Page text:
Bali Property Reality Check: Before You Make That Purchase21 April 2020 by Ade
Purchasing a property in one of the most desired places to live is always a good idea. The property can be used as a home for your retirement, as your second home for the holidays, and even as a lucrative property business.
Like with any property purchase, you must do your due diligence research, talk to the right people, and trust only a few. Before making any purchase involving a huge amount of money, here is a reality check of what purchasing properties in Bali entails.
Land certificates - who really owns the land?
While land certifications matter for all property-related purchases, not every land certificate in Bali is up to date. There is a possibility that the landowner’s name inscribed in the certificate is no longer valid – perhaps due to death and inheritance, or unofficial selling to another owner, outside of the authorities’ knowledge.
Land law in Indonesia is straightforward, but the lack of law enforcement and people not following proper protocols for land transfers are the source of many headaches.
What to do:
When you receive information regarding the land certificate, you should ask politely how the current owner obtained the land certificate. If he or she purchased the land from someone else, try to contact the previous owner. If it is an inherited land, ask for the inheritance documentation and check with your lawyer.
At Bali Coconut Living, we always make sure that the freehold certificates certify the true owner of the land before they can list their property with us. This way, there will be no potential legal problems in the future.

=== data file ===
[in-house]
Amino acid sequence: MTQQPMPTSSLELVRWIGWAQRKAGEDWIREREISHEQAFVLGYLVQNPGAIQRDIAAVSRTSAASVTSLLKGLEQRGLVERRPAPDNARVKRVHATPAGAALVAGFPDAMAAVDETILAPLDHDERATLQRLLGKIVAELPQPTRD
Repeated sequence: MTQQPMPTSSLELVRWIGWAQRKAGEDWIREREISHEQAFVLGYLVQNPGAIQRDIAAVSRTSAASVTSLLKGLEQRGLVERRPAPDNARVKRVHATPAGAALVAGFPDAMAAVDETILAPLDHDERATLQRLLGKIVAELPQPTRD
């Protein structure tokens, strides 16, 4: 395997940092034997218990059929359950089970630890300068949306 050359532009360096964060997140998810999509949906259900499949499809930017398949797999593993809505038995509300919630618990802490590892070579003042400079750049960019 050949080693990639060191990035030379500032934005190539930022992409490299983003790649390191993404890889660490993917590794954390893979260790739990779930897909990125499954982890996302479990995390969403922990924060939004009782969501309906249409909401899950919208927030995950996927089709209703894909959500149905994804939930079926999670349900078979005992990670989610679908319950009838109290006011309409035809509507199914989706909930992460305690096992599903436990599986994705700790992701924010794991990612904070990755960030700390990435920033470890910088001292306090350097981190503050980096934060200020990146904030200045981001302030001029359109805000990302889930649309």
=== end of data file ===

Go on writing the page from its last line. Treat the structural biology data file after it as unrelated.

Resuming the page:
Zoning - does the land lie in the correct zone for its purpose?
The building certificate (Izin Mendirikan Bangunan or IMB) is the next crucial document that determines how your property will function, and what you are allowed to build.
As urban development spreads outwards from the centre, buying property in the heart of well-established towns can get ridiculously expensive, so you will probably consider buying ones in the rural areas not too far from the main attractions.
Some of the local people have built houses on inappropriate zones, but got away with it because their family owns the land since before the government increased their efforts to enforce the zoning law.
What to do:
Check the IMB and the local zoning law. Remember, you are not allowed to build in the Green Zone (reserved for agriculture). You are not allowed to build commercial buildings such as villas, restaurants, or hotels in residential areas. In case of a mixed zone, consult with your property advisors on what you should or should not build based on unspoken cultural laws.
Go to the site – get an accurate picture of the property
What is on paper may be difficult to imagine, and sometimes untrue of the reality on the site. The site plan or aerial view map will not account for the following inconveniences:
- Actual land boundaries
- Neighbourhood access
- Road quality
- Land quality for construction
- Building quality
- Flooding or fire hazards
What to do:
Ask a property agent, such as Bali Coconut Living to help with property inspection. Done with us, this can be beneficial for you as we have done research on the property beforehand. We know the ins and outs of the property, the real owner of the property, the validity of the land certificate, and we even supervise properties that are under construction.
Do note that this is not legal advice, and you should hire a property lawyer to perform additional inquiries regarding the validity of certificates – it is normal to doubt everything! Rest assured that you have mitigated unnecessary risks by talking to our agents.